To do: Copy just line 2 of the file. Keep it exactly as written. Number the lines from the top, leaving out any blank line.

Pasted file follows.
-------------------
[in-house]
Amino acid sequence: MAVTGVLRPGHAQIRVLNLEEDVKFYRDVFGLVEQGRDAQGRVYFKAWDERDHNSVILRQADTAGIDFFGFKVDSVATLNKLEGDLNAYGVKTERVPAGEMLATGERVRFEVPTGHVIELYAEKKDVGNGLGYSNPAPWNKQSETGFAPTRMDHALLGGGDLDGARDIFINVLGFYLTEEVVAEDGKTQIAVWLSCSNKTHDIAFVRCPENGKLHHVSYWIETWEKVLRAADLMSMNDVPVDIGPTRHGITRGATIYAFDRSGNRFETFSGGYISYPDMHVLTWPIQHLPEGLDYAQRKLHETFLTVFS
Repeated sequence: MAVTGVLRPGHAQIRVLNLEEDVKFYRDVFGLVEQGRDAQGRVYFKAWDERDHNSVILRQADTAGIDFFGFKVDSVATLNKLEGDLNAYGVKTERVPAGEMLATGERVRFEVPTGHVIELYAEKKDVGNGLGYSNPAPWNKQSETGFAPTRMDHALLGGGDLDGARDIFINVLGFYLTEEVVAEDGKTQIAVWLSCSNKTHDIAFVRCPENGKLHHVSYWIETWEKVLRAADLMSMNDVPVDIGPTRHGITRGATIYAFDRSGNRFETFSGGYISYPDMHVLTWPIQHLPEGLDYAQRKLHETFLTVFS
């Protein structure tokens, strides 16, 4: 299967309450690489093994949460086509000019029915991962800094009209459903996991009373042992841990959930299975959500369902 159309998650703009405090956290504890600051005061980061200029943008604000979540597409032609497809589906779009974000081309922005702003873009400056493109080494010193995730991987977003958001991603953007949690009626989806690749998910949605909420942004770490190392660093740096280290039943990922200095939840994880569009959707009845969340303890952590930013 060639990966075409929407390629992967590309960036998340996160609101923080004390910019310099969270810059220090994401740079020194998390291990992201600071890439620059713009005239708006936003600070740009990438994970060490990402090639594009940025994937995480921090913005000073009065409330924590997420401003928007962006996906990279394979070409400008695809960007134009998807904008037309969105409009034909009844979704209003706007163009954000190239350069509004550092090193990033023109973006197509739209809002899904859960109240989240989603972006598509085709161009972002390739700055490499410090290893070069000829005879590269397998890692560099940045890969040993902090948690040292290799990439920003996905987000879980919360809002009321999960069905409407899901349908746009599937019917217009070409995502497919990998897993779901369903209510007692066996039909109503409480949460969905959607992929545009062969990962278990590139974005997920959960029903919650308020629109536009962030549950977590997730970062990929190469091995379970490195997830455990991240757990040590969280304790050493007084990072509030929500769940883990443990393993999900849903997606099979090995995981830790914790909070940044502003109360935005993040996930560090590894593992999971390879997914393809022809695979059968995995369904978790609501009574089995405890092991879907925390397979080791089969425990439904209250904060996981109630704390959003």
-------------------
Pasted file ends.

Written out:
Amino acid sequence: MAVTGVLRPGHAQIRVLNLEEDVKFYRDVFGLVEQGRDAQGRVYFKAWDERDHNSVILRQADTAGIDFFGFKVDSVATLNKLEGDLNAYGVKTERVPAGEMLATGERVRFEVPTGHVIELYAEKKDVGNGLGYSNPAPWNKQSETGFAPTRMDHALLGGGDLDGARDIFINVLGFYLTEEVVAEDGKTQIAVWLSCSNKTHDIAFVRCPENGKLHHVSYWIETWEKVLRAADLMSMNDVPVDIGPTRHGITRGATIYAFDRSGNRFETFSGGYISYPDMHVLTWPIQHLPEGLDYAQRKLHETFLTVFS